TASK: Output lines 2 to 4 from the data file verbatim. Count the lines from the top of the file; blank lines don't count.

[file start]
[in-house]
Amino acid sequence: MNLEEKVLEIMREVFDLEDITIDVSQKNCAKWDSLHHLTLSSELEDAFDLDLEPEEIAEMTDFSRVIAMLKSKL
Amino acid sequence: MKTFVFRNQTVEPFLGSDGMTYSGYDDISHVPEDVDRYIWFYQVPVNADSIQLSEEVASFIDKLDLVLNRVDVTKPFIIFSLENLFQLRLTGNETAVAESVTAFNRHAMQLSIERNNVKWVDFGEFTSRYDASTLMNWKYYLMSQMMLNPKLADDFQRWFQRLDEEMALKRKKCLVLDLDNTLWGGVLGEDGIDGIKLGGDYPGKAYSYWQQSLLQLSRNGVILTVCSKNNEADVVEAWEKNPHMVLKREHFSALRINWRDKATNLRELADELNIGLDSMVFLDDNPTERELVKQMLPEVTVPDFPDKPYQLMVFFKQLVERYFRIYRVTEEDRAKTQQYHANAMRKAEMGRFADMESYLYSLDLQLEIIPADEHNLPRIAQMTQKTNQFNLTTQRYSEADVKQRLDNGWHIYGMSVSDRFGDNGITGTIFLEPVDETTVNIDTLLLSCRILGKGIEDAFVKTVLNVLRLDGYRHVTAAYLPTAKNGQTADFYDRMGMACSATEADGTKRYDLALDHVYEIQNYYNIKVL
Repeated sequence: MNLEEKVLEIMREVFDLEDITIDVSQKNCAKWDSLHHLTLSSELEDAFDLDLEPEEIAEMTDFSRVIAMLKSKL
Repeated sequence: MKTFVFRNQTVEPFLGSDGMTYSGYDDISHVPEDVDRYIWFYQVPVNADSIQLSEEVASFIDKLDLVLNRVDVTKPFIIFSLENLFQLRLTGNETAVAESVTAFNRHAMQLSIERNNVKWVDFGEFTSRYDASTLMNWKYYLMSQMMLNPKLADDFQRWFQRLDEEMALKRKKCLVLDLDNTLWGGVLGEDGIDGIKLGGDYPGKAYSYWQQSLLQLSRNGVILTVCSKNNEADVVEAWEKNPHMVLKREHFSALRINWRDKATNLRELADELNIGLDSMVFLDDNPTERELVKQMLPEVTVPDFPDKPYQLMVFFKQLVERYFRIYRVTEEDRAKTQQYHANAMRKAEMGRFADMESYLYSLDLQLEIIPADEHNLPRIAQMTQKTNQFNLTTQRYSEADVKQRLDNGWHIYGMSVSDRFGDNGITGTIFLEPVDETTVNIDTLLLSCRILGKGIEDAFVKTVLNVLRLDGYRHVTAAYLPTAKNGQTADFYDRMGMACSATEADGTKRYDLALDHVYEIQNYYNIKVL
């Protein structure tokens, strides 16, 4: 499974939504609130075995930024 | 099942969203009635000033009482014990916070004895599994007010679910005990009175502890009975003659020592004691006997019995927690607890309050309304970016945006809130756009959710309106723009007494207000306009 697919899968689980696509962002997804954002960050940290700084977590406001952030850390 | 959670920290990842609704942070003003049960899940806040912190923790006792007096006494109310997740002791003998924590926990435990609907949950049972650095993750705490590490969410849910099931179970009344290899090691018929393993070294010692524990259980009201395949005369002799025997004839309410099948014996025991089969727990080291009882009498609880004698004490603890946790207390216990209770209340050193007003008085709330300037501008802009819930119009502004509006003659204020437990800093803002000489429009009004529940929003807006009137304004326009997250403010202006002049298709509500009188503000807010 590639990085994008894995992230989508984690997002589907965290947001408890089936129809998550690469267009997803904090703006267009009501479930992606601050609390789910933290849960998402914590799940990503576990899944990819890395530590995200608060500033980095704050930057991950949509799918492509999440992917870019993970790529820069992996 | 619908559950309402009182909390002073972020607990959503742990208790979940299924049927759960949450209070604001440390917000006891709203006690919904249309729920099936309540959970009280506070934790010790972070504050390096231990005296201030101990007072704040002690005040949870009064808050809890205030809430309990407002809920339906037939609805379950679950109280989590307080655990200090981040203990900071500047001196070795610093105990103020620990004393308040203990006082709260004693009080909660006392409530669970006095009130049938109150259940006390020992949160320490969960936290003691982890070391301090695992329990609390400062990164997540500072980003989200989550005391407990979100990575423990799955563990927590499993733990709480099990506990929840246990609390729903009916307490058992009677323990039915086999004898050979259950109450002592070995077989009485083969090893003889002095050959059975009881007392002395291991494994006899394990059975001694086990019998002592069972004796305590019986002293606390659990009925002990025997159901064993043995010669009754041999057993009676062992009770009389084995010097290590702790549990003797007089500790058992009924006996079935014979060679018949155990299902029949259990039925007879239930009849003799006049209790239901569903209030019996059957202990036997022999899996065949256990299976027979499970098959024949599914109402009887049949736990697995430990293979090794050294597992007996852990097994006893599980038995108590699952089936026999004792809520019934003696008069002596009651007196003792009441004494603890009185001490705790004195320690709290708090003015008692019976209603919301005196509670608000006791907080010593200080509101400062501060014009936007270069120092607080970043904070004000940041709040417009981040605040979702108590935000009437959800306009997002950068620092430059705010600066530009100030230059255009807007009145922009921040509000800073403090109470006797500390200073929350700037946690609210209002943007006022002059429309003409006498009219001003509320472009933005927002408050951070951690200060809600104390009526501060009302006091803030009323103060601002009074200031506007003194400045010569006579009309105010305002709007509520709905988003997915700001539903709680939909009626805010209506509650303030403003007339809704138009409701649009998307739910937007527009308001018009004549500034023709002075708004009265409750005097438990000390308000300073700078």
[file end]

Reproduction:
Amino acid sequence: MNLEEKVLEIMREVFDLEDITIDVSQKNCAKWDSLHHLTLSSELEDAFDLDLEPEEIAEMTDFSRVIAMLKSKL
Amino acid sequence: MKTFVFRNQTVEPFLGSDGMTYSGYDDISHVPEDVDRYIWFYQVPVNADSIQLSEEVASFIDKLDLVLNRVDVTKPFIIFSLENLFQLRLTGNETAVAESVTAFNRHAMQLSIERNNVKWVDFGEFTSRYDASTLMNWKYYLMSQMMLNPKLADDFQRWFQRLDEEMALKRKKCLVLDLDNTLWGGVLGEDGIDGIKLGGDYPGKAYSYWQQSLLQLSRNGVILTVCSKNNEADVVEAWEKNPHMVLKREHFSALRINWRDKATNLRELADELNIGLDSMVFLDDNPTERELVKQMLPEVTVPDFPDKPYQLMVFFKQLVERYFRIYRVTEEDRAKTQQYHANAMRKAEMGRFADMESYLYSLDLQLEIIPADEHNLPRIAQMTQKTNQFNLTTQRYSEADVKQRLDNGWHIYGMSVSDRFGDNGITGTIFLEPVDETTVNIDTLLLSCRILGKGIEDAFVKTVLNVLRLDGYRHVTAAYLPTAKNGQTADFYDRMGMACSATEADGTKRYDLALDHVYEIQNYYNIKVL
Repeated sequence: MNLEEKVLEIMREVFDLEDITIDVSQKNCAKWDSLHHLTLSSELEDAFDLDLEPEEIAEMTDFSRVIAMLKSKL